Working remotely is more like ping-pong. I have an idea and bat it across to you, you bat it back with spin and on we go until the idea and the people working together on it are exhausted. Unlike poetry, or the bildungsroman, or classical composition, advertising creativity is an innately social craft. Remove social interaction from the process and it is much harder work. It’s hard outside the walls of an agency to socialise your work. As the great Lester Wunderman said: “Show a colleague, show an idiot, often that can be the same person.”
So if working collaboratively generates excellent results, why, in the words of Infinit Space’s survey do we get results like this: ‘Our survey found that more than half (53%) of 18- to 34-year-olds are considering moving jobs to somewhere with more flexible working practices, either in terms of when or where they work, with more than a third (36%) of employees of every generation feeling this way. Meanwhile, 61% of decision-makers admit they are struggling to get employees back to the office, with two-fifths (39%) seeking a new workspace to reflect their changing office needs.”
Despite the protestations of the proprietor of this esteemed organ, Decision Marketing (the number-one, go-to publication for everyone working in the UX/CX/DM/DR/D2C space, or whatever we’re calling it this week) I see no paradox or conflict between the results of the two surveys at all.
The issue is the changing nature of the business we work in. When you are producing content of whatever nature, social posts, long-form copy, campaign content to support digital advertising, often even digital ads themselves, it is rarely that you are working to create the kind of “big idea” that drove the business when television commercials were king. Very often you are working to create equally important “small ideas”; ideas that can be written down by the copywriter alone and then designed and crafted by the art director. Only a small percentage of the ideas generated by a typical agency these days need to be BIG.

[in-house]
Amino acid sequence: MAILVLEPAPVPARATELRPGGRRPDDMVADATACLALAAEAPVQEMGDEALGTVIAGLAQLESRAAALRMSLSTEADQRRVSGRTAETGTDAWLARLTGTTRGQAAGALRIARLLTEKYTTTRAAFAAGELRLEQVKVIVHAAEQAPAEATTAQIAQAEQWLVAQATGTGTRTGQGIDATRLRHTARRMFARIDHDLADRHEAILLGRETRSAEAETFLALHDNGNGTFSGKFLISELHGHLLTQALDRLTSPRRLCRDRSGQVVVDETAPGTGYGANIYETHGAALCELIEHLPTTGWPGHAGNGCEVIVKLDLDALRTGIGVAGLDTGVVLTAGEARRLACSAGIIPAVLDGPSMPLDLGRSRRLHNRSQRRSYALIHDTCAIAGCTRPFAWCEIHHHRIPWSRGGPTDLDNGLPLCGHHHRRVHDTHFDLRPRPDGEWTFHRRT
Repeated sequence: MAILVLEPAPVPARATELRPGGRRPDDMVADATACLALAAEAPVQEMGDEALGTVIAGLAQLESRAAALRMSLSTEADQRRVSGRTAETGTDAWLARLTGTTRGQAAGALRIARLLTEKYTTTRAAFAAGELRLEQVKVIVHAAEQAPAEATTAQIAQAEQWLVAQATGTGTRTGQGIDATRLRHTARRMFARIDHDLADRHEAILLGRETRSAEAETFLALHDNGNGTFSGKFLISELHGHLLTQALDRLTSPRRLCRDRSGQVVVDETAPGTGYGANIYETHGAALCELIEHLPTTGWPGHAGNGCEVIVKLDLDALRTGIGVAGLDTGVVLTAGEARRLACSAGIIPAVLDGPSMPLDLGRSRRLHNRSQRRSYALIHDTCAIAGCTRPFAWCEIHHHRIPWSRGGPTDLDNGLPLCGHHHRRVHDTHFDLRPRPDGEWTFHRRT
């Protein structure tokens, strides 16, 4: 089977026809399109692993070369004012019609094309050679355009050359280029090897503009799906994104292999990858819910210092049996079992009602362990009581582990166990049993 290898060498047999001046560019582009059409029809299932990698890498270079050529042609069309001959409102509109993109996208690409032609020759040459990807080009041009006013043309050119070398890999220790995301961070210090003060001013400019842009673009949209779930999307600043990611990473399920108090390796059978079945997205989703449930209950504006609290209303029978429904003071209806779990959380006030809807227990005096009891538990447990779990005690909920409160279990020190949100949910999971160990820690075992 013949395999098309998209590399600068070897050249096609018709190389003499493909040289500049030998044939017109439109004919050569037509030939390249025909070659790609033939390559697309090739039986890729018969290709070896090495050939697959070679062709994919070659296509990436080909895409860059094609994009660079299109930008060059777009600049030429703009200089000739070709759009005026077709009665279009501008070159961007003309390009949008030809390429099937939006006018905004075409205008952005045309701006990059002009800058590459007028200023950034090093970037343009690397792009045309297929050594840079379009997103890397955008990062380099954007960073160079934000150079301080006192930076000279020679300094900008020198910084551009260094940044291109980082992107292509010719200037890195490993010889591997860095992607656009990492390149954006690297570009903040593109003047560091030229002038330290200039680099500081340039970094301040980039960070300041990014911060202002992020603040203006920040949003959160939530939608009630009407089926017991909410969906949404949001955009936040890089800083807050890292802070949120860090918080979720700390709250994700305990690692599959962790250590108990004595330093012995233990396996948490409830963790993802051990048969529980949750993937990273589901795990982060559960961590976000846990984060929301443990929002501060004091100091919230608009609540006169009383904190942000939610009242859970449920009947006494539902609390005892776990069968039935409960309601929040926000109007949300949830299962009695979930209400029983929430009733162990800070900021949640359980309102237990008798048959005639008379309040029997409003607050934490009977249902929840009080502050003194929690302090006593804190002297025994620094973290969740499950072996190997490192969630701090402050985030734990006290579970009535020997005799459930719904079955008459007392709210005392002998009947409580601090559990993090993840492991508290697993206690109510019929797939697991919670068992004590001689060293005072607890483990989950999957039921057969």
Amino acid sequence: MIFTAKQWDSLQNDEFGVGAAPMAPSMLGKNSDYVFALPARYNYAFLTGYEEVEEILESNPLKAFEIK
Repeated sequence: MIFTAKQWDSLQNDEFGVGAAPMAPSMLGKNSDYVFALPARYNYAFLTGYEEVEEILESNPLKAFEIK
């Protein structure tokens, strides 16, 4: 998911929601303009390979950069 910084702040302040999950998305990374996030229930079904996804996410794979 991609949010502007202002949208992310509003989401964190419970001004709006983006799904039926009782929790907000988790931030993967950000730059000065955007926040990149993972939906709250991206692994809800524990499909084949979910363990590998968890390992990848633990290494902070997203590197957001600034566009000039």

And, our smarter, younger colleagues recognise that much of the work that they do can easily be done remotely – and it is only rarely that they need to come together in the service of that more creative, more imaginative “third mind”.
The issue, as so often is one of management. A good creative director will be able to recognise those opportunities where surprising, “disruptive” creativity on a grand scale is crucial – and will be able to organise her creative people in such a way that they are always working in the service of the kind of idea that the job requires.
I rarely need to come up with a tremendous Thames-igniting idea if I am writing a series of social posts – but if I am tasked with creating an overarching concept or a campaign idea, I will always prefer to work collaboratively with an equally talented colleague or group of colleagues.
It’s not beyond the power of human ingenuity to create situations which serve every aspect of our creative business, which is why, no doubt, clients continue to flock to Spoon Creative Ltd.
You may remember Marlowe’s view of television advertisements from earlier in this article: “…the commercials would have sickened a goat raised on barbed wire and broken beer bottles”.
There never has been a golden age of creative advertising and we are not living in darker times now. There has only ever been creative advertising that has more or less resonated with the people we want to buy our stuff. How we find those great ideas has very little to do with where we do our work, it has a great deal more to do with how we approach it.
Big ideas? Small ideas? Collaboratively generated ideas that transcend the imaginations of the participants in the process? They are all available at reasonable rates here at Spoon Creative Ltd.
Come and get them.